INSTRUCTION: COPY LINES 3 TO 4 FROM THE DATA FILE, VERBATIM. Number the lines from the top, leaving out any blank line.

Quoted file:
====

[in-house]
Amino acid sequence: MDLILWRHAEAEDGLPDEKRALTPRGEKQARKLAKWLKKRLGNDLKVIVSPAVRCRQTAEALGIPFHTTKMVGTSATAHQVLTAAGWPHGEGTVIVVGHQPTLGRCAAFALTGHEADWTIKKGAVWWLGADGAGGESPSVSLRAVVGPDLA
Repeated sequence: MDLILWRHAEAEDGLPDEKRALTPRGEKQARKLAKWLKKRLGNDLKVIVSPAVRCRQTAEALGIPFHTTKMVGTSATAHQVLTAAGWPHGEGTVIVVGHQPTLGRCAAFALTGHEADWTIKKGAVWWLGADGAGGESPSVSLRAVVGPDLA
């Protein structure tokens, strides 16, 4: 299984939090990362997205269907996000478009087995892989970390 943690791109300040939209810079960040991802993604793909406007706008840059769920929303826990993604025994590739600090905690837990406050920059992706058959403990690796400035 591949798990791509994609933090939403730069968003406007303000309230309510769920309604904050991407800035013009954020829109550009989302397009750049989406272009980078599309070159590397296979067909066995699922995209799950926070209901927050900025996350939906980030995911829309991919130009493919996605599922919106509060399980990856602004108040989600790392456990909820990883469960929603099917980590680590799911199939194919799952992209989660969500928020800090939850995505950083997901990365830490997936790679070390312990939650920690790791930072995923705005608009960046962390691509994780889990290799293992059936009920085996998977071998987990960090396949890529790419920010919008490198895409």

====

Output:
Repeated sequence: MDLILWRHAEAEDGLPDEKRALTPRGEKQARKLAKWLKKRLGNDLKVIVSPAVRCRQTAEALGIPFHTTKMVGTSATAHQVLTAAGWPHGEGTVIVVGHQPTLGRCAAFALTGHEADWTIKKGAVWWLGADGAGGESPSVSLRAVVGPDLA
């Protein structure tokens, strides 16, 4: 299984939090990362997205269907996000478009087995892989970390 943690791109300040939209810079960040991802993604793909406007706008840059769920929303826990993604025994590739600090905690837990406050920059992706058959403990690796400035 591949798990791509994609933090939403730069968003406007303000309230309510769920309604904050991407800035013009954020829109550009989302397009750049989406272009980078599309070159590397296979067909066995699922995209799950926070209901927050900025996350939906980030995911829309991919130009493919996605599922919106509060399980990856602004108040989600790392456990909820990883469960929603099917980590680590799911199939194919799952992209989660969500928020800090939850995505950083997901990365830490997936790679070390312990939650920690790791930072995923705005608009960046962390691509994780889990290799293992059936009920085996998977071998987990960090396949890529790419920010919008490198895409």